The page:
Why does The Digital Signing Algorithm encrypt data [...]?
You can't encrypt data using DSA.
gpg supports ElGamal encryption, which is an encryption scheme which can be quite naturally derived from the Diffie-Hellman key exchange and typically
gpg pairs "DSA signing" with "ElGamal encryption". Why is it paired like that? Because (in theory) you could use your DSA public key for ElGamal encryption and both scheme's security is strongly related to the discrete logarithm problem, so it makes sense pairing them.
Why is this even an option in gpg ?
Back in the day, the dark ages of crypto, RSA was patented. That is you needed to license it from RSA (the company) to use it. This is one of the reasons why DSA was developed and as established above pairing ElGamal with DSA makes sense. Now of course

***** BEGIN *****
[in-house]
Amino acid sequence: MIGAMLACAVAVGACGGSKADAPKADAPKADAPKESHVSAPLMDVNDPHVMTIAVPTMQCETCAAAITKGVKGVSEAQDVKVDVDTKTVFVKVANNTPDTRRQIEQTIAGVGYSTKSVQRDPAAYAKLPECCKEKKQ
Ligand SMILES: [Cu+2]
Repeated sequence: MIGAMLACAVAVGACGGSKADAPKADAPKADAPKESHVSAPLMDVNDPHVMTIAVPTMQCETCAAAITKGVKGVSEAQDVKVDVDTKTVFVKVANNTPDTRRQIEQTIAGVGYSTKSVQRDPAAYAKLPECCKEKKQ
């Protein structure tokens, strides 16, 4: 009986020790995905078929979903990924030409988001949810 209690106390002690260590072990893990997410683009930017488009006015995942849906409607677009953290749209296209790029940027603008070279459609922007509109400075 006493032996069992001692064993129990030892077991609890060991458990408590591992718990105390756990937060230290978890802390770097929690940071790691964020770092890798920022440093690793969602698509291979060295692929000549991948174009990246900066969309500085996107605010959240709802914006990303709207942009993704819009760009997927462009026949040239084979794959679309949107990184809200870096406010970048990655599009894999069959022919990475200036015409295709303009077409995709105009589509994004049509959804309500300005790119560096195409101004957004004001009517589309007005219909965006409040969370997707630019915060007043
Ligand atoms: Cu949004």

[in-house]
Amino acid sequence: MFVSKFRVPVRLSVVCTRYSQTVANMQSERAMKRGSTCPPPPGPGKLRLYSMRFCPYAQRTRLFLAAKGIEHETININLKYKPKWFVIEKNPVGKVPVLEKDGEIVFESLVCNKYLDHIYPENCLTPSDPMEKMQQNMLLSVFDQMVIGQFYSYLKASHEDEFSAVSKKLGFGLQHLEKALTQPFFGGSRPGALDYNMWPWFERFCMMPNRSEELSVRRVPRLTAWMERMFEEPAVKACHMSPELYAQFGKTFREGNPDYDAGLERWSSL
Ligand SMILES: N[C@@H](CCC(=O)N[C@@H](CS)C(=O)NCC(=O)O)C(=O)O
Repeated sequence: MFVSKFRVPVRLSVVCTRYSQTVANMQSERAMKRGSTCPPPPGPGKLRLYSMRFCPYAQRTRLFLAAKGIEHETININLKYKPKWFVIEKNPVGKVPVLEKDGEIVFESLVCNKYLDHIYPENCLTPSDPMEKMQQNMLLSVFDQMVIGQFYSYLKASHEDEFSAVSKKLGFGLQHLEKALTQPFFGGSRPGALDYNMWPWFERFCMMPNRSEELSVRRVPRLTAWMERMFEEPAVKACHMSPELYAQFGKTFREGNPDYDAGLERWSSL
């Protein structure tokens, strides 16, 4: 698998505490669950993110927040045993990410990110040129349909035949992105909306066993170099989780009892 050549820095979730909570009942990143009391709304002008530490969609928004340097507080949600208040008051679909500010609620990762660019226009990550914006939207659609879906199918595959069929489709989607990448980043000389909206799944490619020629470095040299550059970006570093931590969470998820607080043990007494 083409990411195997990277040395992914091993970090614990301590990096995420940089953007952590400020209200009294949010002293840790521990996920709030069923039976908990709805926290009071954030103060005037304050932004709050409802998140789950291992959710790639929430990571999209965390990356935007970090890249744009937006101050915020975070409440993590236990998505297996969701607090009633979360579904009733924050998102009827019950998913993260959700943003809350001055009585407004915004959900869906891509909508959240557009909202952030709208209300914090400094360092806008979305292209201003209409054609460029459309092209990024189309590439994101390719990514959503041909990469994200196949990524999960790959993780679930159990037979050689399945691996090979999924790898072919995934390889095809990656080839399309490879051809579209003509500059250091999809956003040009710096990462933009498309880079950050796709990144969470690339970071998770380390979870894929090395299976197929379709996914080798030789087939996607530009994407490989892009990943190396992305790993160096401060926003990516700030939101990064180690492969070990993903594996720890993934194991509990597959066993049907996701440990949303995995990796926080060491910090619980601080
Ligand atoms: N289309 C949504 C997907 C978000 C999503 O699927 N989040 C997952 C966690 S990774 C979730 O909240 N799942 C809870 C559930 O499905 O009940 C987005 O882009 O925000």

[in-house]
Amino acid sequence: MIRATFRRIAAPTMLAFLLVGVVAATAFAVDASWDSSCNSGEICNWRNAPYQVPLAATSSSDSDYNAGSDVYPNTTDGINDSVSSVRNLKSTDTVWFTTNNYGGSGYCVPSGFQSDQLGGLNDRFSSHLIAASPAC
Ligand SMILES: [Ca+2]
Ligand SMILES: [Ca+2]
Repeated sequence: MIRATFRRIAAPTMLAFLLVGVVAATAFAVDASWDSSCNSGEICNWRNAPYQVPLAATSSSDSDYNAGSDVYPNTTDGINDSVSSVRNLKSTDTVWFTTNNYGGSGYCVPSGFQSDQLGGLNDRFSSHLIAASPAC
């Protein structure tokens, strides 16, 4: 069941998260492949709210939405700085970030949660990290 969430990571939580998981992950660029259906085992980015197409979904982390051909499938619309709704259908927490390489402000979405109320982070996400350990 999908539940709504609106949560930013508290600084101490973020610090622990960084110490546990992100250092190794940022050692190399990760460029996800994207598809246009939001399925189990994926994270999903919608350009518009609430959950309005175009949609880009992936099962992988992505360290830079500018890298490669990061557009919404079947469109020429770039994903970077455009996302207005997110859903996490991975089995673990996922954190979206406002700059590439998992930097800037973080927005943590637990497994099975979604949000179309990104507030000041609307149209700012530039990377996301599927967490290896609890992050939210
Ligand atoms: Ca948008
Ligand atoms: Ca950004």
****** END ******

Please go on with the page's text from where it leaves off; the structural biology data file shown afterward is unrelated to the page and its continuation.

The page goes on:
gpg was also affected by the patent issues surrounding RSA which is (I could imagine) why they originally offered only DSA / ElGamal. The RSA patents have expired in the 2000s which is why we have now RSA for everything and DSA / ElGamal mostly is left in for backwards compatibility and to let users a choice on factoring vs discrete logarithm based security.
Is with DSA "encrypted" ( if it even is ) data secure ?
As this means that the data is actually encrypted with ElGamal and only used to encrypt the key for hybrid encryption, I'm very confident that this is actually secure.